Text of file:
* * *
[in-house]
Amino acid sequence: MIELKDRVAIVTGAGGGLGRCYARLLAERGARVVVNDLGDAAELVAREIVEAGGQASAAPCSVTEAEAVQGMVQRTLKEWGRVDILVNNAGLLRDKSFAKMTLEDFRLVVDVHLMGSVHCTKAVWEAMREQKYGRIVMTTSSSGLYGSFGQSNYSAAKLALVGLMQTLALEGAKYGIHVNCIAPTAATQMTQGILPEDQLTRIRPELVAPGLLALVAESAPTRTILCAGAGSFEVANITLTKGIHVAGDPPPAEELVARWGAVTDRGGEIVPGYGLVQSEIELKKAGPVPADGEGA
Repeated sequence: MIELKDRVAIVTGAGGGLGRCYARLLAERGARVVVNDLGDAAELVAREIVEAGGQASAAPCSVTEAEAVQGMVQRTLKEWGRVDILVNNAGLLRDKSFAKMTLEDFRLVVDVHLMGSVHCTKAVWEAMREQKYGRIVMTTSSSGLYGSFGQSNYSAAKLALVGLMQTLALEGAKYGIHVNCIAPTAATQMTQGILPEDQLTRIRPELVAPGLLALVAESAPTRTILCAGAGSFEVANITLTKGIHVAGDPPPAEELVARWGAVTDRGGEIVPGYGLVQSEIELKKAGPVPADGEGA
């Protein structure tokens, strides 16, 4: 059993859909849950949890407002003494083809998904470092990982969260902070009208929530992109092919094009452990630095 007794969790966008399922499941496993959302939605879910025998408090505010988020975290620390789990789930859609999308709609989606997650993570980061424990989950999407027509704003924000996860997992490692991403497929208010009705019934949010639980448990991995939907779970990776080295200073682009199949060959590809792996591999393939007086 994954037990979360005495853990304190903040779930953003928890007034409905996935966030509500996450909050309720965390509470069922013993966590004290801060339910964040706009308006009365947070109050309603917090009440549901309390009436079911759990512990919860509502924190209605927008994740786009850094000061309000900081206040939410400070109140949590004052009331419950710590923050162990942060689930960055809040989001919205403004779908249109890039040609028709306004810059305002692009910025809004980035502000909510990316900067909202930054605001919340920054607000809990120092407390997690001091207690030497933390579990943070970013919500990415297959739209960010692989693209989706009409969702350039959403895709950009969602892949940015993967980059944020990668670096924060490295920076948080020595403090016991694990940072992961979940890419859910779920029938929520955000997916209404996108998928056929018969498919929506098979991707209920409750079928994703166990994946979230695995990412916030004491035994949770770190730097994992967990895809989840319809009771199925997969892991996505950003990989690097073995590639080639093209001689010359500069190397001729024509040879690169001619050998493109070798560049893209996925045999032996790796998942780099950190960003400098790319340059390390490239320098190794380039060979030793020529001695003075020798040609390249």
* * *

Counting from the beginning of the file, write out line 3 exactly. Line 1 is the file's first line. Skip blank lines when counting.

Repeated sequence: MIELKDRVAIVTGAGGGLGRCYARLLAERGARVVVNDLGDAAELVAREIVEAGGQASAAPCSVTEAEAVQGMVQRTLKEWGRVDILVNNAGLLRDKSFAKMTLEDFRLVVDVHLMGSVHCTKAVWEAMREQKYGRIVMTTSSSGLYGSFGQSNYSAAKLALVGLMQTLALEGAKYGIHVNCIAPTAATQMTQGILPEDQLTRIRPELVAPGLLALVAESAPTRTILCAGAGSFEVANITLTKGIHVAGDPPPAEELVARWGAVTDRGGEIVPGYGLVQSEIELKKAGPVPADGEGA